Speight reports that at Seattle Opera, material costs – fabric for costumes, steel and lumber for sets – doubled between 2000 and 2015. Most opera companies no longer own their own venues, as they did in the old days; rental fees are often exorbitant.
And government support of all kinds has been declining steadily since the 1980s – a far cry from Europe, where generous government subsidies often pay for the lion’s share of an opera company’s expenses. Corporate support for opera has also declined significantly since the ’80s.
The results have been disastrous. Baltimore Opera Company, Connecticut Opera, Orlando Opera, Cleveland Opera, San Antonio Opera, New York City Opera – the last decade has been littered with obituaries for established regional companies. San Diego Opera came close to shutting down four years ago and is a much smaller company after its near-death experience. New York’s mighty Metropolitan Opera, America’s preeminent opera house, is badly hobbled by long-term financial woes and an endowment that’s much too small.
EXPECTATIONS HAVE CHANGED
Some knowledgeable observers argue that American opera audiences are partly to blame for the crisis because they expect too much. “You can produce a wonderful, heart-stopping, glamorous gem of an opera for far less than (you) might think,” opera singer Jennifer Rivera wrote in a 2014 Huffington Post article. “In fact, there are a lot of truly excellent regional opera companies that operate on budgets of between two and five million dollars for their entire season.” Long Beach Opera mounts innovative and critically acclaimed productions on even less — its budget was $1.5 million in 2013.
Brown agrees that audience expectations have changed. “What killed opera were Steven Spielberg and George Lucas. With the (advent of) total realism in special effects at the movies, opera audiences want to see that on the stage. That is where the big bucks go, for example in (the Met’s recent production of) ‘The Ring.’ They spent $19 million on a set that doesn’t work.”
Others see a more fundamental problem of demographics. “(Opera’s) most basic problem is that its audience is literally dying,” writes Aaron M. Renn, a Senior Fellow at the Manhattan Institute for Policy Research. “As recently as 2008 the Metropolitan Opera sold 92 percent of its seats. Today that’s down into the 70s. Even truly excellent productions sometimes play to a house that’s a third or more empty.”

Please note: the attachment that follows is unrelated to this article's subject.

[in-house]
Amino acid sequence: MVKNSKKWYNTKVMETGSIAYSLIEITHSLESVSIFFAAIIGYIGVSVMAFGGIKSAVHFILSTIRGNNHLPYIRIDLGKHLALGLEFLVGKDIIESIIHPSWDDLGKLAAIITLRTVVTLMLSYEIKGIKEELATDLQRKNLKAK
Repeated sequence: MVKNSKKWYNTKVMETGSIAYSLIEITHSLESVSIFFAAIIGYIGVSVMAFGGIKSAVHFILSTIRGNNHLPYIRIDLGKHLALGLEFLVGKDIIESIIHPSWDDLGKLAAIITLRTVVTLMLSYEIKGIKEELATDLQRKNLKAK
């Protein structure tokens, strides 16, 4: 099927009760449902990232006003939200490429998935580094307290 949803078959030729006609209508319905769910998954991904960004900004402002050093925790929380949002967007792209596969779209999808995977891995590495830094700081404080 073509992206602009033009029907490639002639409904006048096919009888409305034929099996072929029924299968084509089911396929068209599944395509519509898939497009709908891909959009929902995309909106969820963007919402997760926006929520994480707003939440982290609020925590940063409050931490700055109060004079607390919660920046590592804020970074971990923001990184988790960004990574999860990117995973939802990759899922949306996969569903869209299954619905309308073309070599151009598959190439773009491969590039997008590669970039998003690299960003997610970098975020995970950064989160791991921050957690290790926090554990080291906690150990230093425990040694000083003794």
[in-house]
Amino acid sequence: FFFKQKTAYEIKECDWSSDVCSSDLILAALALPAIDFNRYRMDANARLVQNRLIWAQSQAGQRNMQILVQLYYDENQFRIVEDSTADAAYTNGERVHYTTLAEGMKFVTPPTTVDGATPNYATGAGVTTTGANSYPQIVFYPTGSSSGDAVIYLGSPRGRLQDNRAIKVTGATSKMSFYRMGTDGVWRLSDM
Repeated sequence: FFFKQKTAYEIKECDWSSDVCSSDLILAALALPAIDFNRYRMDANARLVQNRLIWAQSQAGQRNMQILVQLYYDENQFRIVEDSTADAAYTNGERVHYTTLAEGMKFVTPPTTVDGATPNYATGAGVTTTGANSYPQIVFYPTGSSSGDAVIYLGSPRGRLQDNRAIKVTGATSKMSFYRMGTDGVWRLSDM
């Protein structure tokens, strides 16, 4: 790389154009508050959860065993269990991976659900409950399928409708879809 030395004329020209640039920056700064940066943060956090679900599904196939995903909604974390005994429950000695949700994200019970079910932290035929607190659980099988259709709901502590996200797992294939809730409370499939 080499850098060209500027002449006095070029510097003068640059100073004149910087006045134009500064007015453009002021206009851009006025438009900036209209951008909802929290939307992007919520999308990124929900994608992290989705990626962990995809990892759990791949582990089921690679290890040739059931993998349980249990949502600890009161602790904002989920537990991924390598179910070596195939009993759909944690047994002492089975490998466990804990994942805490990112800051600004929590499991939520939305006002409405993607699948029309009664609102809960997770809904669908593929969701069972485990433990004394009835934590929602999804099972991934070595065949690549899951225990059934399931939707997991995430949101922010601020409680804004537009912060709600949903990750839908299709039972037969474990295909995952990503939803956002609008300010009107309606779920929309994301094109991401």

Brown qualified that while that might be true in America, younger opera audiences abound in Europe. “I went to a performance in Prague, and my wife and I were the oldest people in theater.”
Renn suggests radically rethinking the way opera is marketed, especially to younger people.
“As part of its major fundraising program, the Met needs to have a budget for long-term audience development. And it needs to turn to savvy marketers from outside the arts world – I suggest looking at luxury or fashion houses – to make it happen.”
Brown counters that the problem lies not with marketing but education. “It’s not about putting money into fashion houses, it’s about putting money into the arts, especially music and vocal music.”
Brown is talking about better educating performers as well as audiences. “Not only do we not have operatic superstars, we don’t even have well-trained singers these days. With the advent of TV and movies, if a young singer goes to his agent or manager and asks, ‘What do I need to do to get more contracts?’ they’re generally told to get to the gym rather than a voice teacher. We’re not training singers that people want to hear, and we’re not allowing young singers who could be the next Sutherland or Domingo the time to become that.”
Paul Hodgins is the senior editor of Arts & Culture at Voice of OC. He can be reached at email@example.com.